The following is a non-exhaustive list of what employers can exclude when calculating the Regular Rate:

  • Gifts, such as a gift card for a holiday, a longevity bonus, and sign-on bonuses without clawback provisions (money cannot be taken back), that are not tied to hours worked or production.
  • Unused Paid-Time Off (PTO): As many employers move away from delineating between sick time and holiday time towards one pool of paid time off, the new rule affirms all PTO is generally excludable.
    • For example: Emerald’s hourly rate is $10, and he is entitled to a paid day off on Groundhog’s Day, but he opts to work his typical 8 hour day and works an additional 36 hours the rest of the workweek. What should Emerald be paid during Groundhog’s Day week?
  • This calculation is easier than Diamond’s calculation because the Groundhog’s Day PTO does not need to be taken into consideration, and the Regular rate of pay is $10. So, the overtime rate is calculated by taking the Regular Rate and multiplying by 1.5. $10 x 1.5 = $15.The amount owed is as follows:Straight Time:                                40 x $10 = $400
    Overtime:                                          4 x $15 = $60
    Groundhog’s Day PTO:                 8 x $10 = $80
                       Total =                                      $540
  • The new rule extends to PTO generally, not just holidays.
  • Pay for meal periods may be excluded in the Regular Rate calculation unless an agreement or practice indicates that the employee and employer have traditionally viewed the meal period time as “hours worked.” “Hours worked” generally means all time an employee is required to be on the employer’s premises, on duty or at a specified workplace. Employers and employees may agree to exclude the time spent eating as “hours worked.”
  • For example, Ruby works for Corduroy Company (“Corduroy”) 8:30 am to 5 pm, Monday through Friday each week, and takes a thirty-minute lunch break from 12:00 pm to 12:30 pm every day of the week, putting her at 40 hours each week. Ruby and Corduroy have agreed that Ruby’s thirty-minute lunch break is not considered “hours worked” for Corduroy. Whether or not Corduroy compensates Ruby for that time is Corduroy’s decision, but that lunch pay is not used in calculating overtime since Corduroy and Ruby agreed it will not be considered hours worked. If Corduroy asks Ruby to stay until 7 pm one day of the week, Ruby would have 42 hours worked for the week, and would be owed two hours of overtime. Even if she’s compensated for her five thirty-minute lunch breaks, that time is not considered in calculating the overtime owed (nor would it be considered in calculating her Regular Rate).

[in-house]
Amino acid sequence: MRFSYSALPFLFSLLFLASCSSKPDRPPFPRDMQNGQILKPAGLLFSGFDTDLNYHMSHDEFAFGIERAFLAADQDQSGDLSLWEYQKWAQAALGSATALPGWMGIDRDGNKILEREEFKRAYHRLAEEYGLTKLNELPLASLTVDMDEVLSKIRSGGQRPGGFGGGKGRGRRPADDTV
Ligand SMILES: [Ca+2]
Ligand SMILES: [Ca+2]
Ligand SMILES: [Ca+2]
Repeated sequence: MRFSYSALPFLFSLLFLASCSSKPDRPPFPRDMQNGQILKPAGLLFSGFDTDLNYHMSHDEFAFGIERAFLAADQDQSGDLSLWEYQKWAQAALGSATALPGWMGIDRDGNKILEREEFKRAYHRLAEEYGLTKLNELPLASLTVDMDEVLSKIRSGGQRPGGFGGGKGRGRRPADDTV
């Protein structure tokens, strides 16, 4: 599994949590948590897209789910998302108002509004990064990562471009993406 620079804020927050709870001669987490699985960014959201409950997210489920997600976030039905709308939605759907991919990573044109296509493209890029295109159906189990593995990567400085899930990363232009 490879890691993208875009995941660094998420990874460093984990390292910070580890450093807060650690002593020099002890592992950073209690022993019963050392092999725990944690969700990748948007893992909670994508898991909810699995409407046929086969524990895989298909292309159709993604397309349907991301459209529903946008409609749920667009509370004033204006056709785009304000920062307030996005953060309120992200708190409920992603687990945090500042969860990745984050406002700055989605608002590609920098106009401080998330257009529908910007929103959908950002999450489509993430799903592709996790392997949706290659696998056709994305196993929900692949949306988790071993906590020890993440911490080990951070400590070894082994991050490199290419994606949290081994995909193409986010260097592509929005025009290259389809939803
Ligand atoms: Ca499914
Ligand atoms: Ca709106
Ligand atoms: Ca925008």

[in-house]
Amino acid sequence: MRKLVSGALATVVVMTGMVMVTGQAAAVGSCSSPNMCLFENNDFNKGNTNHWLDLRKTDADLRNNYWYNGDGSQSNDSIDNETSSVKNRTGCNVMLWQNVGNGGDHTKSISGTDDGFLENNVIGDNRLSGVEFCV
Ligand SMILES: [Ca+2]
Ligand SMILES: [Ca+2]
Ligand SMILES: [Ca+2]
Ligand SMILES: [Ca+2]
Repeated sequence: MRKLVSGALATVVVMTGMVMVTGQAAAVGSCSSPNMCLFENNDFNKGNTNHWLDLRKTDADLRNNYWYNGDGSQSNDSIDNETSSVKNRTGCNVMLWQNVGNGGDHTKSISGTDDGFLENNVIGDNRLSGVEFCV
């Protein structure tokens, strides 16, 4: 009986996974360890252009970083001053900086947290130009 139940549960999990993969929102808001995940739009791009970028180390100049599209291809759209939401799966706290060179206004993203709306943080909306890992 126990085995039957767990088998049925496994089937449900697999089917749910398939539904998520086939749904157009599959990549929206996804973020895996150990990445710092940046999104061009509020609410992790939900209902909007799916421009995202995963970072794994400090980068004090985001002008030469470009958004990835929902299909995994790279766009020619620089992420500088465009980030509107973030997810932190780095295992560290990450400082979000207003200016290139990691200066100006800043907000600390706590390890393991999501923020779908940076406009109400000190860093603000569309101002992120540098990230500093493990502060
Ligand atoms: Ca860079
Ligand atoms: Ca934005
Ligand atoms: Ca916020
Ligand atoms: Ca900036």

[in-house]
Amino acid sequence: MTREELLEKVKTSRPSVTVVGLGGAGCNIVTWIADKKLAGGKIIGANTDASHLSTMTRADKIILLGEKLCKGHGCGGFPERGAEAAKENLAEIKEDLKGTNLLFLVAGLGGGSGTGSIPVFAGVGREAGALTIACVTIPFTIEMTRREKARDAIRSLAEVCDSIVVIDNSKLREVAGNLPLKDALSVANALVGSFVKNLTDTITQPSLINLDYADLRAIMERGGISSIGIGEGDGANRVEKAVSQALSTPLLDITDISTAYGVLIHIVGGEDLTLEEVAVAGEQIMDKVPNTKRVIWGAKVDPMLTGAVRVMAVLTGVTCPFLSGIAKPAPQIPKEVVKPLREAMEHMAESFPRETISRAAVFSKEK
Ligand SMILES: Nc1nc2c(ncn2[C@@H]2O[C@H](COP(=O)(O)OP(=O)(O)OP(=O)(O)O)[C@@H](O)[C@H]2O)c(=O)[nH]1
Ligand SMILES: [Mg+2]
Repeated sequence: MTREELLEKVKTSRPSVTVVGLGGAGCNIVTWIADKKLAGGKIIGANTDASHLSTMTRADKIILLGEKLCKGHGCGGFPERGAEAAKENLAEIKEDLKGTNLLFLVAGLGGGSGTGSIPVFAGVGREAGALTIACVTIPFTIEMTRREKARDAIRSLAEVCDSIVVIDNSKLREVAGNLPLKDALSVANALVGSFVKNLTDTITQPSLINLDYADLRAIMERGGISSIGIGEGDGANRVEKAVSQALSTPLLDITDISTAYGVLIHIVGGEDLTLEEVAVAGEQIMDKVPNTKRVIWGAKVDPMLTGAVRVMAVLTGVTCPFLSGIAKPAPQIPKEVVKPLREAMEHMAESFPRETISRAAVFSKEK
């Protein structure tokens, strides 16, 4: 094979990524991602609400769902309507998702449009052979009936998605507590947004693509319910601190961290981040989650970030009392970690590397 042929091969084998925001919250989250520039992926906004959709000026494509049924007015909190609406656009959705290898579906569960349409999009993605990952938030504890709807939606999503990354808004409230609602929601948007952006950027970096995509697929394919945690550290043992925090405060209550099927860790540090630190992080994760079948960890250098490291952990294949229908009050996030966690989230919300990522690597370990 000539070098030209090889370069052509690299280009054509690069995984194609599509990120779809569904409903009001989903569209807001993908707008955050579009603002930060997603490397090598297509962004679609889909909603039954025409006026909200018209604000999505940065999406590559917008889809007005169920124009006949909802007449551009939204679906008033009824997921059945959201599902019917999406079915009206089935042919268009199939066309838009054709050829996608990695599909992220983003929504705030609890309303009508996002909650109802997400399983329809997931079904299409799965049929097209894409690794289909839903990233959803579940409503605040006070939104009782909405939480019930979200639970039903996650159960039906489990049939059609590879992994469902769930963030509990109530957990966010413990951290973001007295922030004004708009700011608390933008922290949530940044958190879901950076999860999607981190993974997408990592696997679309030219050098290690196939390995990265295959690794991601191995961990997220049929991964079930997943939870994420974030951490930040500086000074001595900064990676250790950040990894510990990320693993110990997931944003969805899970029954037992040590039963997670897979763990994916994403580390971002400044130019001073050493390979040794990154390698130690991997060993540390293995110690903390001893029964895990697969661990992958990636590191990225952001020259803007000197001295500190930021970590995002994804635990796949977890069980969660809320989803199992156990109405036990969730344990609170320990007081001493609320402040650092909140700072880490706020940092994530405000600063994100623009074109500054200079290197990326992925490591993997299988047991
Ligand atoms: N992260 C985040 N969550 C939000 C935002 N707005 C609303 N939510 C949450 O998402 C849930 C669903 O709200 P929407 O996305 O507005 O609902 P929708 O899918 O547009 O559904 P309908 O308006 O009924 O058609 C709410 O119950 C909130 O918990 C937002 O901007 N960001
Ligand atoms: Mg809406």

• Payments made during “infrequent/unpredictable absences” such as jury duty, funerals, paid family leave, paid leave for military service; voting; attending child custody or adoption hearings; attending school activities; donating organs, bone marrow, or blood; voluntarily serving as a first responder; and any other paid leave “required under state or local laws” are specifically listed as excludable in calculating the Regular Rate.
  • “Reasonable” reimbursement to employees for expenses accrued as a result of their employment. Reimbursement rates consistent with the Federal Travel Regulations are presumed “reasonable.”
  • Payments for tuition, gym memberships, fitness classes and wellness programs, are all excludable if they are available to employees regardless of hours-worked or services-rendered.
  • Employer contributions to many types of retirement plans in the IRS codes (such as 401k) are presumed excludable.

Labels won’t save you

Guidelines clarifying whether a bonus is discretionary, which is relevant towards whether it is excludable, is not conclusively proven by the label assigned to it or the reason it was given. Facts specific to the bonus at issue determine whether it is discretionary or non-discretionary.

If an employer is not careful, they may end up owing a higher rate in overtime than they ever would have thought.  Failure to pay overtime, or the proper amount, can lead to heavy fines, and even criminal prosecution!

These rules and regulations can be very confusing, and the consequences of getting them wrong can be detrimental to a small business. Kramer, Elkins, & Watt, LLC can help you make sense of it. Our experienced attorneys have been helping business owners make informed decisions for years and would love to help you with any wage questions your business may be facing.